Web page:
Francisco Goya


Self-Portrait with Doctor Arrieta,  Oil on canvas,  45½” x 30⅛”

Minneapolis Institute of Arts










My idea when I started this blog was to deal only with the things that appear within a painting without regard to the circumstances in which the painting was created, or where the world’s opinion lay as to what the painting might mean.  It was simply about observing and leaving it to others to draw conclusions.  Sadly, that has proven impractical over time for a few reasons.

We presume that the web is our answer to everything, that if we need something it will be there.  But the internet is not infallible, particularly when it comes to the visual image.  Color reproduction varies wildly and only rarely intersects with the painting itself as seen in the museum.  Further, unless there is an excellent high definition image available, it is easy to lose important details in a painting.  So I veer back and forth between my original plan and whatever other thing this is turning out to be.

That said, the idea of why I choose what I choose came up when my wife asked what I would like for my own personal collection.  She knew that I select pictures here for their storytelling potential, for the discovery, but that they are not necessarily my first picks to decorate my office.  So I got out my oversized art textbook and said these are the ones I want.

This painting is the first one I showed her, and she was more than a little surprised.  It is not a painting she would ever want to see hanging in the house.  Never mind.  It is certainly in my top five.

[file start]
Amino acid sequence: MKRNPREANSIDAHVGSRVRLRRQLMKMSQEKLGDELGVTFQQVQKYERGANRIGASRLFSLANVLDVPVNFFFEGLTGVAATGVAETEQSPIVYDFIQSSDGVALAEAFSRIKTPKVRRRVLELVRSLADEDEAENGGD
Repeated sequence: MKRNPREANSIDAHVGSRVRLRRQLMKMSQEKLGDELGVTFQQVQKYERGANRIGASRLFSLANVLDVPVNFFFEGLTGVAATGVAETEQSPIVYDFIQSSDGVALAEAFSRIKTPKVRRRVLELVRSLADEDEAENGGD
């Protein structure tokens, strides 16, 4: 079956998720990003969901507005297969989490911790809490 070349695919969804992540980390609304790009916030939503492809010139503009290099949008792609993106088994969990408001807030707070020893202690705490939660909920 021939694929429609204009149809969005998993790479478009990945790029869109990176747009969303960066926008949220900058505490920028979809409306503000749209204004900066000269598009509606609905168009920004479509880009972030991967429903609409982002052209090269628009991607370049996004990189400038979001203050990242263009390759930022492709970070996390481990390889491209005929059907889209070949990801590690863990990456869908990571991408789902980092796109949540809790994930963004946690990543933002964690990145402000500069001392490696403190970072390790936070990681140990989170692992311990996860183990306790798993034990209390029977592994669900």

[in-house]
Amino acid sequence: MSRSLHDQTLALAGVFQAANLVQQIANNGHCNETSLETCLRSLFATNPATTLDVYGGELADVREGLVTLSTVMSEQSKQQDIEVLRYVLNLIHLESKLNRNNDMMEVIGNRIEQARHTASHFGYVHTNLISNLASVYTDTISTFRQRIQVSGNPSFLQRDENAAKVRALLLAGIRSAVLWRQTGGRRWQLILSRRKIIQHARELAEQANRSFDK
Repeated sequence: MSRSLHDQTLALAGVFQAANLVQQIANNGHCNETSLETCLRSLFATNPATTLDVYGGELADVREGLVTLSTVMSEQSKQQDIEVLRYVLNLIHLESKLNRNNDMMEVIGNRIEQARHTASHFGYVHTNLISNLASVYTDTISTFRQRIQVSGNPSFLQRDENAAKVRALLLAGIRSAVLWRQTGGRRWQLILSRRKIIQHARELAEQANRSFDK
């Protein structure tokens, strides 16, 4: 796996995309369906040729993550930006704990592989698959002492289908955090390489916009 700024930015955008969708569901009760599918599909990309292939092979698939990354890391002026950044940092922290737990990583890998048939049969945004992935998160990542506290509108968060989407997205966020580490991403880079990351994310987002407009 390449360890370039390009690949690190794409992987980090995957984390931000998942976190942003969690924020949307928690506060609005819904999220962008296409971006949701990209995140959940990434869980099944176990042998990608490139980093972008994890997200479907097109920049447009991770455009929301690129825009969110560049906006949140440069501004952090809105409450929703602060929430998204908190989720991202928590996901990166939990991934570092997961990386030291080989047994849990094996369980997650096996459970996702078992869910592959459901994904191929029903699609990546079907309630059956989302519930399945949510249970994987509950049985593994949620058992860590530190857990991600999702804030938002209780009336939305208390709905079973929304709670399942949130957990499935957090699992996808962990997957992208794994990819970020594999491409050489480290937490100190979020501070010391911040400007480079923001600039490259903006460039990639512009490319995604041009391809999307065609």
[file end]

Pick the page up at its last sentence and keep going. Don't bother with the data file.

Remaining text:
Goya was born in Spain in 1746 and died in 1828 at the age of 82.  He lived in a time that pulsed with the passion and foment of political change.  Everywhere, mankind was formally shrugging free of the chains of monarchy in favor of democratic self-determination.  One of the side effects of change was the introduction of a kind of blunt honesty within the arts.  Goya was a formal court painter, his living tied directly to the patronage of the royal family.  Yet his famous painting of  Charles IV of Spain and his Family, 1800,  made no attempt to flatter its subjects.  (The Wikipedia page on Goya quotes Gautier as saying it looks like a picture of the “corner baker and his wife after they won the lottery.”)  It took incredible bravery (or incredible chutzpah)  to do that and get away with it in those days.  Indeed, much of his work is satirical and courageous.  For a court painter, he was quite the activist, and this did cost him by the time Ferdinand VII was on the throne. But it takes a very simple and somewhat juvenile  kind of bravery to play the gadfly in the political sphere.  It does not compare to the personal courage and sacrifice shown in this single self-portrait.

Goya painted this as a gift to his doctor who had got him through a rough patch in which he very nearly died.  At the bottom of the canvas is a long inscription in Spanish which is translated thus:  Goya gives thanks to his friend Arrieta for the expert care with which he saved his life from an acute and dangerous illness which he suffered at the close of the year 1819 when he was seventy-three years old. He painted it in 1820.